Mike Rizzo


Last quote by Mike Rizzo

I think most important, there's a comfort level, a comfortable player that doesn't have to worry about discussing a contract next year.feedback
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May 13 2017
We found 21 articles in which Mike Rizzo said something. The most recent Mike Rizzo’s quote is: “He's a very unique player that's difficult to come up with, a person that's 24 years old with an MVP on his belt and a bunch of All-Star Games and Silver Sluggers. A lot of hardware at 24 years old, and with the arrow still pointing north.”. In addition, all sources we refer have quoted Mike Rizzo 39 times. On this page, you will find all of Mike Rizzo’s quotes organized by date and topic.
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Mike Rizzo quotes

Adam was second in all of baseball last year in percentage of times going first-to-third on singles and also second in going first-to-home on doubles.feedback

He wants to get you out, but he wants to strike you out. From pitch one -- good stuff, bad stuff, in between stuff -- he is in full 100 percent attack mode at all times. It doesn't matter if it's 12 degrees or 100 degrees.feedback

The ninth inning is a different animal than the eighth inning. Every pitcher reacts to it in his own way.feedback

We hire people whose strengths complement other people. That goes for everybody. We've hired people to compensate for my weaknesses.feedback

It's a good resource. How do sinker-ballers attack the ninth? As a scout, I'm looking at his stuff, and I'm like, It's really good stuff. Throws strikes. He puts it over the plate. He's got that heavy, heavy sinker. Should be really good. Now, that sinker is sometimes hard to command. … Sometimes, you have to learn how to control the sink, and then learn when to throw a good sinker for a called strike, and when to wipe you out with a sinker when you're ahead in the count.feedback

I said, Do you know how good your stuff is? I told him, These hitters are taking food off your table. You've got to stop that.' That was the biggest thing with him. Ultimately, I don't know if he knew how good he was.feedback

I'm all about players speaking out when they feel like speaking out. They're grown men. You've seen it when people on our roster have said negative things toward me and my decisions. I salute their right to express their opinion.feedback

We've been highly scrutinized on how we do our business, but we do our business pretty well. I've seen 'dysfunction' and stuff like that. We are not dysfunctional. When you have the track record we have, the communication I have with the owners – Ted and I specifically, me and them – I think it works for us.feedback

This is the organization I built from scratch. I feel it's my home. I would feel very comfortable being here long term. But we have a contract. I've never brought it up. If one day they approach me, we'll discuss it, and I'd be happy to stay.feedback

We've got guys who can pitch multiple innings. So yes, I would feel comfortable going into the season without a true long man.feedback

I just want him healthy. Spring training means nothing. He's right where we want him to be, coming along perfectly. His baseball IQ is off the charts. He's not a speedster trying to play baseball. He's a baseball player that's a 'tooled-up' player too.feedback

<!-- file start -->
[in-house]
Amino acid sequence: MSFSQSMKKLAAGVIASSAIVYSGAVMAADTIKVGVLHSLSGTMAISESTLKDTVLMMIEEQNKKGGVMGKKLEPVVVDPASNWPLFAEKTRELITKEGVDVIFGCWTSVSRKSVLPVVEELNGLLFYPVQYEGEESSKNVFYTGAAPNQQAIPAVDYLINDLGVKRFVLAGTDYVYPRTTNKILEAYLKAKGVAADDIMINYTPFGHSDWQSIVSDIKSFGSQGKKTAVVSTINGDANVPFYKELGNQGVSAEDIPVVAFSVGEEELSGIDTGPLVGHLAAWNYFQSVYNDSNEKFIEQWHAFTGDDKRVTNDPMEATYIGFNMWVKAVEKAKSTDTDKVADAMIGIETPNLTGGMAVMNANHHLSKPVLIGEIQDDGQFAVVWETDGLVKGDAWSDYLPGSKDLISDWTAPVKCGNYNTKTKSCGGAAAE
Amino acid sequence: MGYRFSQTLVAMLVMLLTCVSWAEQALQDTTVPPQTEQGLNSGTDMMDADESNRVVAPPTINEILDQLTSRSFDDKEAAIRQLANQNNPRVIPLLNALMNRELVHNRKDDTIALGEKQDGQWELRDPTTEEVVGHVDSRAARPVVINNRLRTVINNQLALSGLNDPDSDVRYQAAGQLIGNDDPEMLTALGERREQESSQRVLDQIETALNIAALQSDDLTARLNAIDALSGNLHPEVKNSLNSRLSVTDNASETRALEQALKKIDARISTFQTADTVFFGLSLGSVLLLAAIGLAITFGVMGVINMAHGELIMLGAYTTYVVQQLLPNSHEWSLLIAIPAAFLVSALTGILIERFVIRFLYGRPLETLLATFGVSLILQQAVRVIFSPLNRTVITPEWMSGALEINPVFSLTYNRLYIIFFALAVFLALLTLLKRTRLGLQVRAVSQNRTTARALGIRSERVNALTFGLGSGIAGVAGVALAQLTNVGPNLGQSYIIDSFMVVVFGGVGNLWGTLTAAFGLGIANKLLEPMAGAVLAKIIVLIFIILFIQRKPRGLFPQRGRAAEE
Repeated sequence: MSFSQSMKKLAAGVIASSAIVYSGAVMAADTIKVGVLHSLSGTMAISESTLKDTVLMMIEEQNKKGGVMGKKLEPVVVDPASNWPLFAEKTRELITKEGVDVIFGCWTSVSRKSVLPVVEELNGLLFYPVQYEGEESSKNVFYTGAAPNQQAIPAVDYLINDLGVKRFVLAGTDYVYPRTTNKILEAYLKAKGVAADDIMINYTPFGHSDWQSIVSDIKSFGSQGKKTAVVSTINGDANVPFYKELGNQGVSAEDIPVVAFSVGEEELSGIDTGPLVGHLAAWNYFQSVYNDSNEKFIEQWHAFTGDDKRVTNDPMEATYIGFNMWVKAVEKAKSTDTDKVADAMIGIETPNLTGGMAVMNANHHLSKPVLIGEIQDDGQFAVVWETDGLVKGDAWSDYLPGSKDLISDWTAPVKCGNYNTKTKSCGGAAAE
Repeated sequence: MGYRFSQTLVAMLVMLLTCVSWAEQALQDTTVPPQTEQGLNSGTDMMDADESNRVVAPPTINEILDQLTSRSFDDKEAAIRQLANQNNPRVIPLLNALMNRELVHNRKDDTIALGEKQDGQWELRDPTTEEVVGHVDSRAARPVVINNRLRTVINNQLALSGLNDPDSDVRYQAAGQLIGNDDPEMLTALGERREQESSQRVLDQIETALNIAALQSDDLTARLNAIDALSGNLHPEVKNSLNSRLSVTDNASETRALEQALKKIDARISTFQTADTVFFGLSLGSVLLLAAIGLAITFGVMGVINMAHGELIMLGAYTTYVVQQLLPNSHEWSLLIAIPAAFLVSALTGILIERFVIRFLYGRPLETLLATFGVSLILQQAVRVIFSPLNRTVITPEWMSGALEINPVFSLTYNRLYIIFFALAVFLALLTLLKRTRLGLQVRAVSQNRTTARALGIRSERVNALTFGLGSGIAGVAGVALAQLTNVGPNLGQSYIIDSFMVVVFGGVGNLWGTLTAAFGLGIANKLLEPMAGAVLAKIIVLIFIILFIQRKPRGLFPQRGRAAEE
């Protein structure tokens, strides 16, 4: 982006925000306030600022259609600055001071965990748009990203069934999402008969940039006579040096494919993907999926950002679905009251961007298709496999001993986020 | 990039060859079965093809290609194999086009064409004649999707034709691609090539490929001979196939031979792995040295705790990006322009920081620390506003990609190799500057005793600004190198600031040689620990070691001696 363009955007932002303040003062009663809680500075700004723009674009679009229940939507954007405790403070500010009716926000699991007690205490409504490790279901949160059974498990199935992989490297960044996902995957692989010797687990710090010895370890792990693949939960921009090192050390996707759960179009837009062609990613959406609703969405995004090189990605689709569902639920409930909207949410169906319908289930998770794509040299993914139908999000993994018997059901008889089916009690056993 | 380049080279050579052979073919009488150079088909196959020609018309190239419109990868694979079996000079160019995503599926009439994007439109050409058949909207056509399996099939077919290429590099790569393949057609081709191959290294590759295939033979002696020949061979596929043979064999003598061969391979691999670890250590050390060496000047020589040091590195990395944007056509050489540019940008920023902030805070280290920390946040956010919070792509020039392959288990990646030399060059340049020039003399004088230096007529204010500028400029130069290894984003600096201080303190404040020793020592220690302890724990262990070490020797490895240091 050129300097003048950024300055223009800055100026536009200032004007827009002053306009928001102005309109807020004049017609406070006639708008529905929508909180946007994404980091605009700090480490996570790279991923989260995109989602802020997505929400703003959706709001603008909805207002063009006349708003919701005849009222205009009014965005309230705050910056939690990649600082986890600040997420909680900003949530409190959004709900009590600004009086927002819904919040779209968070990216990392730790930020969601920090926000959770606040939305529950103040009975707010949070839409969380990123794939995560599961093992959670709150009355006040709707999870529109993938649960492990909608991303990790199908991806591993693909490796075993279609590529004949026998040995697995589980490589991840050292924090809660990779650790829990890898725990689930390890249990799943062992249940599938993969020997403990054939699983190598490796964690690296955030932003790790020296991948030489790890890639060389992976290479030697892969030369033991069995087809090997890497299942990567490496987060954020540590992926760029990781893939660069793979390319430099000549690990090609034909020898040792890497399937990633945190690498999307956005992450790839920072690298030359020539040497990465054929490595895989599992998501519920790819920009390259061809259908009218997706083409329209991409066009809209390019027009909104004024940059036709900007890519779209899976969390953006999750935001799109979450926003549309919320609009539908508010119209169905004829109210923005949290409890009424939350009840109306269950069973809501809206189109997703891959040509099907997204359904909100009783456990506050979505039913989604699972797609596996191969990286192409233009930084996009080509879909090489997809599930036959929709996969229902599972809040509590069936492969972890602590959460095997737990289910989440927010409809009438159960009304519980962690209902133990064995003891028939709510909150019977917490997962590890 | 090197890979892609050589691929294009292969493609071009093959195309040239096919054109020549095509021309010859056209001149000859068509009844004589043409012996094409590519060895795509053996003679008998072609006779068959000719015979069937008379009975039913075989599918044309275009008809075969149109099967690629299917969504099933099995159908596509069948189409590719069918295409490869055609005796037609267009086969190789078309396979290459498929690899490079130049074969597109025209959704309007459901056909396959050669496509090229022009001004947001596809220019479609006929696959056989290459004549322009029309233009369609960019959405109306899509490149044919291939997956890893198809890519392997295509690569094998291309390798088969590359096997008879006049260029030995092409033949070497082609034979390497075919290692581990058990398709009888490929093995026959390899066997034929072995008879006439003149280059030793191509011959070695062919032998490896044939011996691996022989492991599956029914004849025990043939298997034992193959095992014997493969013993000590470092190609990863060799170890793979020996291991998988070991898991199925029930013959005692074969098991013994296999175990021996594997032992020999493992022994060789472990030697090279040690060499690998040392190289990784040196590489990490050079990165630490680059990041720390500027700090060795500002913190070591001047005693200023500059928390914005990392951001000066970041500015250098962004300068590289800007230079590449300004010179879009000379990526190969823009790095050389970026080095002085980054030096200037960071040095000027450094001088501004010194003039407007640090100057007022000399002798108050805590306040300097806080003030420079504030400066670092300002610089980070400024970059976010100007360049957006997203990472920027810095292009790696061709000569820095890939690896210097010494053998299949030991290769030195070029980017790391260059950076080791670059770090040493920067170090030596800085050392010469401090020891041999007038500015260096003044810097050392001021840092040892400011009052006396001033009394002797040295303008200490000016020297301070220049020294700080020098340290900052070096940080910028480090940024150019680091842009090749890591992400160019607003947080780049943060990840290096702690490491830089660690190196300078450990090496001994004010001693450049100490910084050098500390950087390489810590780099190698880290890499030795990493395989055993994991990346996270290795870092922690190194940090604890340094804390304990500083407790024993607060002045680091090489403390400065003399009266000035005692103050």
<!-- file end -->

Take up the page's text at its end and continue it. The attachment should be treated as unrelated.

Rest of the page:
I said sure. He was here for a long time and did a lot for the franchise. We figured, why not?feedback

I never had any bad feelings for him. It's a business. You have to do what you have to do.feedback

In our quest to add some veteran relief help, we had touched base with him the whole offseason. And it got to the point where it made a lot of sense for us.feedback

I think he could do that. I know that he's doing that to continue throwing and to keep his shoulder strong, preparing himself to pitch in the regular season. Seeing the ball come out of his hand the way he's throwing it, I think it works well for him to A) keep his shoulder in top form to prepare for the season, and B) if he has to resort to that, he can.feedback

I think the White Sox did a great job of acquiring good, potential upside players. We got ourselves a good, young skillful player that we can control at below-market values for five seasons. And, again, you got to give to get.feedback

It's never easy to let go of your prospects. You feel like a proud daddy when they get to the big leagues.feedback

We discussed (Eaton) and several other players with the White Sox for quite a while now. It did gain momentum after the Sale deal was done. It actually came together fairly quickly over the last couple of days.feedback

He's a high-energy guy. There's an edge to him.feedback

We traded from a position of depth. We felt we had great depth in our starting pitching.feedback

We put a lot of effort into it and thought we made a good, valiant effort ... and we fell short.feedback

They've got themselves a great citizen and a great pitcher.feedback

We gave him an offer that we felt was market value and what we were comfortable giving him. You're talking about one of the elite closers in the game and a great teammate. Conducted himself perfectly as a Washington National. At the end of the day, the Giants offered him more, and he took the deal. That's what free agency's all about.feedback

I think it would be kind of pushing it. Just the calendar, it's unlikely that he'd contribute in that first series.feedback

It's unfortunate. Wilson's having an All-Star season and really a breakout season for himself. So it's disappointing. I feel bad for him.feedback

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